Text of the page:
It can seem like innocent fun or kids being kids, but the new trend of “sexting” can turn into a felony charge that will label teenagers as sex offenders and haunt them throughout their lives. In most states, there is no distinction between the offender and the victim in these cases. The moment a child under the age of 18 snaps an explicit photograph of themselves and sends it to someone, they are both the offender and the victim. In Michigan, there were high schools, Romeo and Rochester, in which dozens of students were involved in circulating sexually suggestive photographs of students with one another. Despite the photographs having been taken willfully, the laws currently in existence in the state could have the teenagers facing 20 years in prison, if tried as adults. The girls had cooperated but the situation got out of control. In Colorado, public officials in Canon City found at least 100 students were trading photographs through their cellphones. There has been a report that it will take as long as a month to discern who was an offender and who was a victim in the case. The district attorney stated there were no plans to treat all of the students as child pornographers and that there might be no criminal charges. In the state, distributing sexually explicit images of a minor is a Class 3 felony that can be punishable by four to 12 years in prison. Possessing those same pictures is a Class 6 felony and could be punished with 12 to 18 months in prison. This means a child that turns 18 could face prison time for having a photograph of their 17 year old significant other. Because of this, there is important information both teenagers and parents should know.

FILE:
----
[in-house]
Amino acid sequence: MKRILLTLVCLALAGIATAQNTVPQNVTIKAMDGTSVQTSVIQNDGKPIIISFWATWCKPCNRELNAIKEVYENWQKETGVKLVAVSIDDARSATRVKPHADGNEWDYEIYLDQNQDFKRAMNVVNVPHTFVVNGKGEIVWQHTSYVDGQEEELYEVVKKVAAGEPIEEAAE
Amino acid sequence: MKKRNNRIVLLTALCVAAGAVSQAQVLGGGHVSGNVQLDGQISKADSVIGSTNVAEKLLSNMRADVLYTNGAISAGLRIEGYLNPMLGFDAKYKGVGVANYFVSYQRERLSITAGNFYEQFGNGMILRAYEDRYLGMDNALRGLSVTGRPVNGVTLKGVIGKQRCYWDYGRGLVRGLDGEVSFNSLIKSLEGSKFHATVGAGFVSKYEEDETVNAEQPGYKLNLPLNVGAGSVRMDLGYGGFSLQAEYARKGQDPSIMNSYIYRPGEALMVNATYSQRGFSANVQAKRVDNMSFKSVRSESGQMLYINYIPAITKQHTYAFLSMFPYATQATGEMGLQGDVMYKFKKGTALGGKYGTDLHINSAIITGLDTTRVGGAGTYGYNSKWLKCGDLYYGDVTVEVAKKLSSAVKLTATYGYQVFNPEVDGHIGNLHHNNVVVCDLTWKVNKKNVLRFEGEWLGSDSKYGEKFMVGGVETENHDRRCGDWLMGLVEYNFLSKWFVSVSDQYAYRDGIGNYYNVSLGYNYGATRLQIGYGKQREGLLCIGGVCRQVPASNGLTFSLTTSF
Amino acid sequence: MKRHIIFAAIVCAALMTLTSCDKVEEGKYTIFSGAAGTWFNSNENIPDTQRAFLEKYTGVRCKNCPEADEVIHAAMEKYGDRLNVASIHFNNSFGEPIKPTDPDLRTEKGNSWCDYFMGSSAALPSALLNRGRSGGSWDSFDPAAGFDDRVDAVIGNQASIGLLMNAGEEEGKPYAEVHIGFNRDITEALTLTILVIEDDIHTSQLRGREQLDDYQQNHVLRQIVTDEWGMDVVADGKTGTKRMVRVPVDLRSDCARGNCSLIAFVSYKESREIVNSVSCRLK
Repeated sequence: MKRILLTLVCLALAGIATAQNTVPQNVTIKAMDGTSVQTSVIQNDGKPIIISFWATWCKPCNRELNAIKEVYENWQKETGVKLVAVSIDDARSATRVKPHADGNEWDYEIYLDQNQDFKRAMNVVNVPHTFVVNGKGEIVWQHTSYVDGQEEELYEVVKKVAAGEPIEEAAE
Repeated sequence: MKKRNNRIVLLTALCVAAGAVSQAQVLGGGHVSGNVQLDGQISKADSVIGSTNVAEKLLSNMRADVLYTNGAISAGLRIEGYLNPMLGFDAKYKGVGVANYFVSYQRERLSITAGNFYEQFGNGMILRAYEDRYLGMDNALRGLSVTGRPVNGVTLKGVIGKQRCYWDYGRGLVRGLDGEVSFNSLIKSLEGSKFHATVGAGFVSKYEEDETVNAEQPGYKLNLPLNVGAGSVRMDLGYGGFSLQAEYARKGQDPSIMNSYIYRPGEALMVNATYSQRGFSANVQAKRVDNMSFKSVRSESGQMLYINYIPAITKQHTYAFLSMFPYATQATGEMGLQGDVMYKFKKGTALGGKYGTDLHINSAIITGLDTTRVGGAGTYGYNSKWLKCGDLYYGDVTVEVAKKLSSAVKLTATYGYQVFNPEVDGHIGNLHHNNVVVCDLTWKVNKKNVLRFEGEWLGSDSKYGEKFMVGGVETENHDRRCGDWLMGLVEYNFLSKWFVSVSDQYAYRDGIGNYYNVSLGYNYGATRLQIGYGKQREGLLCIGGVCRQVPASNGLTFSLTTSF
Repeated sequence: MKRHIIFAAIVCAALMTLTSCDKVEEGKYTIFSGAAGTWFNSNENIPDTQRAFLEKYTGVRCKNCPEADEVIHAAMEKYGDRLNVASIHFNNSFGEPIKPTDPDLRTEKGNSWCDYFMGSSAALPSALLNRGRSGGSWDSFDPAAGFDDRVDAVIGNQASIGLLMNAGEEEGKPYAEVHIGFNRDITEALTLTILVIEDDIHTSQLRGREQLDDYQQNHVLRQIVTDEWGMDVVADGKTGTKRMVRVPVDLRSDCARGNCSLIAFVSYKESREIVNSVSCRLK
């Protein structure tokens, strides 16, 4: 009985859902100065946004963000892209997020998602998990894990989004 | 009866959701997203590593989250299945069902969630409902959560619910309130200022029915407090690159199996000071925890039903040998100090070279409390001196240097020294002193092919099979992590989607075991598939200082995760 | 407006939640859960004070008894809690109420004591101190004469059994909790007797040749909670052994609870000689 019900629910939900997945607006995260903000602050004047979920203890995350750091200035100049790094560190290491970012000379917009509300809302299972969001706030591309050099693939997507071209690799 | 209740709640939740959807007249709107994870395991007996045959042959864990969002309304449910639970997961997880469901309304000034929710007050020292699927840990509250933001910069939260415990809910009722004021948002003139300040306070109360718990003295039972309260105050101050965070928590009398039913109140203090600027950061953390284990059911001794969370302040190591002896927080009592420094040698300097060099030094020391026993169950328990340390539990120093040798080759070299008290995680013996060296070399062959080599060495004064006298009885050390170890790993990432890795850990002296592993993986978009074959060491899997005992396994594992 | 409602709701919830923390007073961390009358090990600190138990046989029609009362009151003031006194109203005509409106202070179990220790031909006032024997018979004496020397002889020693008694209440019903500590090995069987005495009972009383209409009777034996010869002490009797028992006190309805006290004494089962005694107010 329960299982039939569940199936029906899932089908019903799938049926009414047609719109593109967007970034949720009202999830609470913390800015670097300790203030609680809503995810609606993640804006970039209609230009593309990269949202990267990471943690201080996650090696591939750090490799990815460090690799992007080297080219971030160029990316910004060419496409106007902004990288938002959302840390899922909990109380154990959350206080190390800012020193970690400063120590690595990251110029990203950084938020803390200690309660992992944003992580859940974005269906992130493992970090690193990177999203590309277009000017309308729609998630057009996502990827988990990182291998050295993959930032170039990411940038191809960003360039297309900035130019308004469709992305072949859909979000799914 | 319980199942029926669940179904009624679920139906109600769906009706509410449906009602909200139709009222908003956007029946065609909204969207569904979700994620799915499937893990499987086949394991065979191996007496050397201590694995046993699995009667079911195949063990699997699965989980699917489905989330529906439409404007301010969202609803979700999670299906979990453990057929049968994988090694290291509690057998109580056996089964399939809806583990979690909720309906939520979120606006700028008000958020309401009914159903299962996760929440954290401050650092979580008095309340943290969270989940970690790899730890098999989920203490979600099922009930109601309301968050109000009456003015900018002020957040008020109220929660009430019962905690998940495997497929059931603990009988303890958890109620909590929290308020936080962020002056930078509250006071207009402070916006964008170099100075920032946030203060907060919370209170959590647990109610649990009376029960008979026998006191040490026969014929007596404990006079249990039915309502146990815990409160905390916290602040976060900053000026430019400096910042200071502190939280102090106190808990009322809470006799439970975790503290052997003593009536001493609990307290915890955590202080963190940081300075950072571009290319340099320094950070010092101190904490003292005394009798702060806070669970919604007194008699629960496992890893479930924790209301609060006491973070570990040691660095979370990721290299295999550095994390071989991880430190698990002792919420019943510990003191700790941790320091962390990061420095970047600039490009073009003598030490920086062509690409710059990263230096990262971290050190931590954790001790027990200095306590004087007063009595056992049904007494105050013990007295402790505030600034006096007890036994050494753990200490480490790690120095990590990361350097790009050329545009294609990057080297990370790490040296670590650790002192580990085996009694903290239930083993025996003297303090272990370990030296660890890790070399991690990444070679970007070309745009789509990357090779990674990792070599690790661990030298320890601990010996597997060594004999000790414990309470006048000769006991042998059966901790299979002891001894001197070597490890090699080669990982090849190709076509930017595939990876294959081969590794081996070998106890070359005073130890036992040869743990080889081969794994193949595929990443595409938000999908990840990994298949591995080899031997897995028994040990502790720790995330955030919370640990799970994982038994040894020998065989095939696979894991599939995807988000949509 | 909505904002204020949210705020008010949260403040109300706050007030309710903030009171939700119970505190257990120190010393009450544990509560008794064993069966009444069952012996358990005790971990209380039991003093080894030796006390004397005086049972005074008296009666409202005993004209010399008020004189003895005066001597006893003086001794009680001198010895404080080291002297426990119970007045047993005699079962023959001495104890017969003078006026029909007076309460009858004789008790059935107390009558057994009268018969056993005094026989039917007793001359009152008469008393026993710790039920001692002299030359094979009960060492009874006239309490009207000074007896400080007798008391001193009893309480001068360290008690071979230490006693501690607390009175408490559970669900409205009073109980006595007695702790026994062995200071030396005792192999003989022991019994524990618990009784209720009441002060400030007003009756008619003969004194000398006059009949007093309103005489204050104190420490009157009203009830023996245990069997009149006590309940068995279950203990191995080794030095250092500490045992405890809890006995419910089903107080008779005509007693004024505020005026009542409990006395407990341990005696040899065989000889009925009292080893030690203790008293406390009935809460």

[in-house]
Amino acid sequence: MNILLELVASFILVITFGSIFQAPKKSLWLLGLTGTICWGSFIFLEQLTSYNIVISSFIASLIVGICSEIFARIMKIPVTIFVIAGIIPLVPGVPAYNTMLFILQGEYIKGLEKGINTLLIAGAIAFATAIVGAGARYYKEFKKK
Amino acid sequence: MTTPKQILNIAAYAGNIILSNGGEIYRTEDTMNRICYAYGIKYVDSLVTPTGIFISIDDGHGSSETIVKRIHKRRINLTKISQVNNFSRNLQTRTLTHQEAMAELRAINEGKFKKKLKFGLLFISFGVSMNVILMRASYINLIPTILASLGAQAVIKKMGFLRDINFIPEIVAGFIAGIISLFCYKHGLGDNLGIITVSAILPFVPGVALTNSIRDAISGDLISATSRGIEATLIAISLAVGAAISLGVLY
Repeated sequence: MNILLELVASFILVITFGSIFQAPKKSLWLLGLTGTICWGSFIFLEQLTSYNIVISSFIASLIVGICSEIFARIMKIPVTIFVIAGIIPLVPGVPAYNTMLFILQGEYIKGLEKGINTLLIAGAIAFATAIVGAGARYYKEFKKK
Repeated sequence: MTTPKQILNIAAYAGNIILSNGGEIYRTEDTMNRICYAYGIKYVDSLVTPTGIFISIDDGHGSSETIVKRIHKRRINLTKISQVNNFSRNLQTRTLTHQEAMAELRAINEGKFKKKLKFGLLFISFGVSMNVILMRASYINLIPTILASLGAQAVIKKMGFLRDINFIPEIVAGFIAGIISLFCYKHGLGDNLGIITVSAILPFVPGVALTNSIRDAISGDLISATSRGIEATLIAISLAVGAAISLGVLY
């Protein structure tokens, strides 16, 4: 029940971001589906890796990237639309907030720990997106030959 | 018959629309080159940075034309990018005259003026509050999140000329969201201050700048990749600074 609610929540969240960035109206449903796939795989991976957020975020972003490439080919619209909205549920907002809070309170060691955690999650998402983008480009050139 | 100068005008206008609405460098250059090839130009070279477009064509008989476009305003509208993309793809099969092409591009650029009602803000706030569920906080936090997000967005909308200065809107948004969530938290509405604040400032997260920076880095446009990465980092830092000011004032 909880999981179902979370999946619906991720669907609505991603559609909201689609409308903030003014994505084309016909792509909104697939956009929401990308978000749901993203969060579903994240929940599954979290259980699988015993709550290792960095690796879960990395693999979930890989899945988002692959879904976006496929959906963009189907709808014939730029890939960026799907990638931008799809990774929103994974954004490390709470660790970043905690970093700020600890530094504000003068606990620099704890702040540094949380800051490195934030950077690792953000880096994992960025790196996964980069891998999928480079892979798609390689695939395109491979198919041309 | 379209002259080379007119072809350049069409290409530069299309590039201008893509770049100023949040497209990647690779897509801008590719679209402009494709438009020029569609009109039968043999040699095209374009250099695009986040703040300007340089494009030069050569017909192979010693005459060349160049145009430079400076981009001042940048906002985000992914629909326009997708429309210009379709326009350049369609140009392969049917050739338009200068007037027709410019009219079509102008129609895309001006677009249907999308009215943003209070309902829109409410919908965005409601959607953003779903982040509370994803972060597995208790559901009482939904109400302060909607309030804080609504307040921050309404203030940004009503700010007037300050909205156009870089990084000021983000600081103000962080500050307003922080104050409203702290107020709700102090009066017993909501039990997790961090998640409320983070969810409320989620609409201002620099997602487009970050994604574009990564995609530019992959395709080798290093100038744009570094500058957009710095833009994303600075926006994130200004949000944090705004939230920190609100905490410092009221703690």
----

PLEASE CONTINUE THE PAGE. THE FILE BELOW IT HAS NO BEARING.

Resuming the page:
The ramifications can be severe. If your child is facing such charges, contact us today. Having the right legal counsel at this time is imperative to your child’s future.